Three Pillars of Economic Analysis
Economic researchers use economic analysis to gauge the state of a country’s economy. There are many inputs economists use in their analysis of an economy. Three pillars of economic analysis are gross domestic product (GDP), personal income, and employment. Government agencies provide statistics relating to these aspects of the economy.
A nation’s gross domestic product is the broadest measure of its economic activity. GDP measures the total output of goods and services in an economy. This measure incorporates consumer spending, business investment, and government expenditure and transfer payments. In addition, it takes into account imports of goods and services into a country and exports from a country.
The measures of personal income economists use demonstrate changes in personal income within an economy, which provides a perspective on whether incomes are rising or declining. Research on personal income also examines whether consumer spending is rising or not, the direction of consumer savings levels, and the sources of income. For instance, you could earn income from your wages, from renting out property, or from other sources.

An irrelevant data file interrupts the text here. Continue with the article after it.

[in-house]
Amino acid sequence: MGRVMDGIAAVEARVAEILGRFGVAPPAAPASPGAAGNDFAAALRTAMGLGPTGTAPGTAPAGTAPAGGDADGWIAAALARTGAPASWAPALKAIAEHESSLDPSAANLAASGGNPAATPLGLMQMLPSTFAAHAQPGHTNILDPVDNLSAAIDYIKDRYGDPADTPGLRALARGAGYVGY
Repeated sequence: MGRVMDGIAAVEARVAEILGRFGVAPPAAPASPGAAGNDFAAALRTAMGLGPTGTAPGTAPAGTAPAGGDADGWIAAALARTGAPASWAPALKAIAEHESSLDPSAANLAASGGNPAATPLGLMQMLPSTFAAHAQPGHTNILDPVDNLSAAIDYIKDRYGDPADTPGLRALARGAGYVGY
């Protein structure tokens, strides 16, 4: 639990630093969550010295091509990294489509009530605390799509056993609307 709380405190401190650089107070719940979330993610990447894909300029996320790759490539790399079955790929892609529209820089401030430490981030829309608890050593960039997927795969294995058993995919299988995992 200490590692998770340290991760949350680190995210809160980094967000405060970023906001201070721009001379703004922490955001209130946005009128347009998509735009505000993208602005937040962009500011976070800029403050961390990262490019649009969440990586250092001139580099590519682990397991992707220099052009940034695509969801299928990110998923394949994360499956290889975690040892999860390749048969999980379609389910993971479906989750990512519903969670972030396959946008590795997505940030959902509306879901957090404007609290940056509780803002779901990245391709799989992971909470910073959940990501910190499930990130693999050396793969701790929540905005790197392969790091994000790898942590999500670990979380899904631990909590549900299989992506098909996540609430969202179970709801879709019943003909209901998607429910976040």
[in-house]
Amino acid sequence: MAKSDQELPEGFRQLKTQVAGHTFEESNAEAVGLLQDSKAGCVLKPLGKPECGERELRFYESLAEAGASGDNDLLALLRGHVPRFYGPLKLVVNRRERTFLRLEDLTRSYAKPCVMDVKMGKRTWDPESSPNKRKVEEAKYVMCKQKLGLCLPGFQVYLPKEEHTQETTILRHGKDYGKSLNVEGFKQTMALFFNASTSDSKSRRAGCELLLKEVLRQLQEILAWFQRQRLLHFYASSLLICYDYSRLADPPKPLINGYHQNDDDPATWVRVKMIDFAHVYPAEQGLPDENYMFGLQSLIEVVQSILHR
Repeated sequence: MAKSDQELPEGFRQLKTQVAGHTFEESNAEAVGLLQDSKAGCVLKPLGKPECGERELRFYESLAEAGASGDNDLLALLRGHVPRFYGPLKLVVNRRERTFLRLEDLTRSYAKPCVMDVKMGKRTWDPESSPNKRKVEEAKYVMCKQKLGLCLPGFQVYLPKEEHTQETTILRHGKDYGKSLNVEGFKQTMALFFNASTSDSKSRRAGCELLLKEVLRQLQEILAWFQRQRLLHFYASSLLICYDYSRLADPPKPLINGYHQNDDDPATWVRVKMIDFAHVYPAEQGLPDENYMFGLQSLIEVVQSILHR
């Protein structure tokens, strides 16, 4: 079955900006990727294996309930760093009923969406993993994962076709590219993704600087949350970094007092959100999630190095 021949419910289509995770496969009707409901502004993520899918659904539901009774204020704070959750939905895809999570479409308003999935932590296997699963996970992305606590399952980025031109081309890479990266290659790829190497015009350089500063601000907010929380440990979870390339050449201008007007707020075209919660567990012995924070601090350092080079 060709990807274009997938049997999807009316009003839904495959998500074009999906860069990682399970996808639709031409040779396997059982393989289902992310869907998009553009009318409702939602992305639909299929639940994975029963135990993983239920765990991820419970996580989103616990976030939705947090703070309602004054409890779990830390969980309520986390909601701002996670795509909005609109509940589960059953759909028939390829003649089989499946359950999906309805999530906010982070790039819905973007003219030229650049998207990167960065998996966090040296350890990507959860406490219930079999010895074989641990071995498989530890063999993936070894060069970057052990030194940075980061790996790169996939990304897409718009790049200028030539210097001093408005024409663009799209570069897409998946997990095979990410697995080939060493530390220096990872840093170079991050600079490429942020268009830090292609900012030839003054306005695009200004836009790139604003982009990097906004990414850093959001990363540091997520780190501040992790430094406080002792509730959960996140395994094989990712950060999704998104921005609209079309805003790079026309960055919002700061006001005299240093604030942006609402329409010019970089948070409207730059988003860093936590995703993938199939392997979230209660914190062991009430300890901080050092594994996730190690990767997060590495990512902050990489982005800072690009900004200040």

Economic analysis also uses input about the state of employment in an economy. A healthy economy can handle a certain level of unemployment. Economists voice concern when the level gets high. There is also a concern that very low unemployment can give rise to inflation. Economists study employment at the national, state, and local levels. Employment statistics tend to vary from location to location, depending on the health of local businesses.